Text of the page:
The Fells
Newbury, New Hampshire
October 2008

The Fells is a late 19th/early 20th century summer estate in central New Hampshire, once the home of John Hay, a former U.S. Secretary of State. A 22-room Colonial Revival house sits on an 84 acre site bordering on the John Hay National Wildlife Refuge. The property is listed on the National Register of Historic Places.

The house and gardens are set way back from the road. The 1/4 mile long gravel driveway makes it obvious this was a summer house. Getting to it in winter would be a challenge today, quite an ordeal 100 years ago. Fortunately the day of my visit was the height of fall color season and the way through the woods is beautiful in the fall.

entry road

I didn't find the house to be anything special. It's big, but compared to many other estate garden houses I've visited, it seems pretty ordinary.

John Hay House

However, the grounds are beautiful. There's not much in bloom this time of year but the fall colors are spectacular and the layout of the gardens is very nice. One of the first things I noticed was the use of granite everywhere. On one end of the house is a grassy terrace surrounded by flower beds and a granite wall. It's called the Rose Terrace and the borders are full of rose bushes. They don't look like anything now but I'll bet they are something in summer. Sadly, this is true of most of the gardens. In front of the house is a 100 foot long perennial border, originally established in 1926 and renovated in 1995. I'd love to get back and see it in summer, but now it's invisible.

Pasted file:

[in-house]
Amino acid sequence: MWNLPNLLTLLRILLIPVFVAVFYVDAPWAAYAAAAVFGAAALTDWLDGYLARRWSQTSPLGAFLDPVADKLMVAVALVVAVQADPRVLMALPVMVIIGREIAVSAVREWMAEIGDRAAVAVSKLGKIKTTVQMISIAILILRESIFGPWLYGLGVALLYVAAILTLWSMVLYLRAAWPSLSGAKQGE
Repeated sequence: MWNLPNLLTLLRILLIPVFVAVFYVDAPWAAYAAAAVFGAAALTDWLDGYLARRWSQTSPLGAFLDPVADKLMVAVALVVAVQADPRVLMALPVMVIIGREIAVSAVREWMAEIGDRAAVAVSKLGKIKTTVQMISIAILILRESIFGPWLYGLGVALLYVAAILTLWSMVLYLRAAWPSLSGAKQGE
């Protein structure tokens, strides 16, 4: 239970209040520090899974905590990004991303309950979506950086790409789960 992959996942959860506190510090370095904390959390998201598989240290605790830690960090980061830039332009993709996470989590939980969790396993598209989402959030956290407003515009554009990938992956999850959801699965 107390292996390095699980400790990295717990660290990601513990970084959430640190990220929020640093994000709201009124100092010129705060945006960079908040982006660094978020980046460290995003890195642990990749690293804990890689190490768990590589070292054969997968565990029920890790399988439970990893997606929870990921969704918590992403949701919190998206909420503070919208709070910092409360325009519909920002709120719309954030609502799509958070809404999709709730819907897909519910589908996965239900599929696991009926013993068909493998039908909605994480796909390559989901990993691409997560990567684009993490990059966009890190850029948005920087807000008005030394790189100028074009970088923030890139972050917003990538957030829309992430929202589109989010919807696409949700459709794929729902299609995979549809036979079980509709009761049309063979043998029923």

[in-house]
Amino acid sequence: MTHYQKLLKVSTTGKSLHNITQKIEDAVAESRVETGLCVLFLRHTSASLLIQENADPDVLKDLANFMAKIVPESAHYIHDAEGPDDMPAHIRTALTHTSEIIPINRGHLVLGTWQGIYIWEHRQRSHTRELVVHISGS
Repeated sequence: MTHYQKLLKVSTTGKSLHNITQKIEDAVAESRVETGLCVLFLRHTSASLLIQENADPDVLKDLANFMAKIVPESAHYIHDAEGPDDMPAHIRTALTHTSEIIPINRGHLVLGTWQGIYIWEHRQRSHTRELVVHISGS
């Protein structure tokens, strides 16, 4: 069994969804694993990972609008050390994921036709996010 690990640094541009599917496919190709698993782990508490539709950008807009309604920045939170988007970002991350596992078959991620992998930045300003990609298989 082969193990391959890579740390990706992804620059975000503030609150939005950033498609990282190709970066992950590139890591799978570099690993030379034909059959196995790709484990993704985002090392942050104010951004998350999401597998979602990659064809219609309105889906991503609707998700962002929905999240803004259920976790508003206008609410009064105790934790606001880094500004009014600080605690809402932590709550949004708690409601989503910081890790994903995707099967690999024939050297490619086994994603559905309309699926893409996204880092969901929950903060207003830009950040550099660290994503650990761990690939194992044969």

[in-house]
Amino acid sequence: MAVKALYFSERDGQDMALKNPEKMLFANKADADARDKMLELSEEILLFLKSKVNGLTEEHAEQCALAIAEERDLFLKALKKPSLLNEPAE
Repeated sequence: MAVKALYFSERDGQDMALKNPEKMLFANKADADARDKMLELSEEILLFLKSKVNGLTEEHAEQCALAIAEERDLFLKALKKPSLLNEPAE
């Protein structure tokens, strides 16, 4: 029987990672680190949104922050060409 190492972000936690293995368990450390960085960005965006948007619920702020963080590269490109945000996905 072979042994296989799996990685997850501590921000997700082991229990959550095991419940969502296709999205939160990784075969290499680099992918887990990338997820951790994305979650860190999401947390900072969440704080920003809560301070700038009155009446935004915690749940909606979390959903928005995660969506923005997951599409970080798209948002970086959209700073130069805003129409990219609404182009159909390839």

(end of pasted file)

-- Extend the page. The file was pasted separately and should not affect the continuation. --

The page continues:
walled terrace

The flower gardens may not be much, but there is still a lot to see and like. I loved the rock garden. It was constructed in the 1930's using native granite. I'm usually pretty critical of gardens that are poorly labelled so I shouldn't have like this rock garden so much. There are almost no labels and most of the plants looked pretty bedraggled this time of year, but the layout of it, the way it nestles naturally into the hillside looking like it has been here forever, really appealed to me. Despite being poorly labelled and quite small, it might be my favorite rock garden.

rock garden

From the rock garden, you can glimpse the lake below. It's a beautiful view through the fall colors.

view to lake

A short walk through the woods brings you to the shores of Lake Sunapee.

Lake Sunapee

Another highlight is the Old Garden. It was established in 1909 as three formal walled gardens, but has been neglected for years and now has the feel of a ruin in the woods. It is slated for renovation and I hope they can do it without entirely losing the atmosphere it now has.

old garden

Overall, I liked this garden a lot more than I expected to. The spectacular fall color was part of it, but I also really liked the lost garden feel of it. The place seems well-maintaind but at the same time there is a very natural feel to the place, like it was just 'discovered' by the clearing of woods. I'd like to see more interpretation, and more plant labels would really add to the experience, but it's a really enjoyable way to spend a couple of hours.

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